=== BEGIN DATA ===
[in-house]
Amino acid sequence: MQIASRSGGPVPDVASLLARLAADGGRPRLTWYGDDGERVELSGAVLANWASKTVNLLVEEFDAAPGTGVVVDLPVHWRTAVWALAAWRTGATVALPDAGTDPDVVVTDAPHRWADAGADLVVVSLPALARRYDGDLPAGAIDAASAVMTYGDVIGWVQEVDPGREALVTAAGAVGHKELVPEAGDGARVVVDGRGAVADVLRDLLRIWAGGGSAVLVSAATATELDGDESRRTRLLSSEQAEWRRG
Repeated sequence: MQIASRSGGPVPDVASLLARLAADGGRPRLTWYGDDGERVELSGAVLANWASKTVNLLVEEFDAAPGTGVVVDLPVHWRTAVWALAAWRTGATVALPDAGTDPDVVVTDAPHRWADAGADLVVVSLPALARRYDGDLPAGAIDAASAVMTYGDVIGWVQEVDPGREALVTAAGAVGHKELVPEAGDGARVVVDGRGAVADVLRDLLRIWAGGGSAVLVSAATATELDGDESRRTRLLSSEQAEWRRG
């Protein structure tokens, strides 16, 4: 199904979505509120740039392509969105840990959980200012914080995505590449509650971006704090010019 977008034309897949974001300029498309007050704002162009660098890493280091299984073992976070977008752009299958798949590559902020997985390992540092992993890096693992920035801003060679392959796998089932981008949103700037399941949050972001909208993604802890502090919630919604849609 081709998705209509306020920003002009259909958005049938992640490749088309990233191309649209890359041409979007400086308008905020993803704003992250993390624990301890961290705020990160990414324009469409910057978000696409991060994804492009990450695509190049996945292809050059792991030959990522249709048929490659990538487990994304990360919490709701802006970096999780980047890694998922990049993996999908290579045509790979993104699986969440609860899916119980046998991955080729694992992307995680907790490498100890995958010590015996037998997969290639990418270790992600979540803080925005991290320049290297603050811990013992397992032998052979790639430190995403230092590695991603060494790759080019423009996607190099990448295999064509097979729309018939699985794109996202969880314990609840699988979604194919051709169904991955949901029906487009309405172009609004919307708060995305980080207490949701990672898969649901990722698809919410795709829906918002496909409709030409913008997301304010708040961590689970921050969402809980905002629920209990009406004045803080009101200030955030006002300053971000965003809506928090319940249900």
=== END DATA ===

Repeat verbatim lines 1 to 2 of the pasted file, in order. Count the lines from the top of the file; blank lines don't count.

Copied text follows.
[in-house]
Amino acid sequence: MQIASRSGGPVPDVASLLARLAADGGRPRLTWYGDDGERVELSGAVLANWASKTVNLLVEEFDAAPGTGVVVDLPVHWRTAVWALAAWRTGATVALPDAGTDPDVVVTDAPHRWADAGADLVVVSLPALARRYDGDLPAGAIDAASAVMTYGDVIGWVQEVDPGREALVTAAGAVGHKELVPEAGDGARVVVDGRGAVADVLRDLLRIWAGGGSAVLVSAATATELDGDESRRTRLLSSEQAEWRRG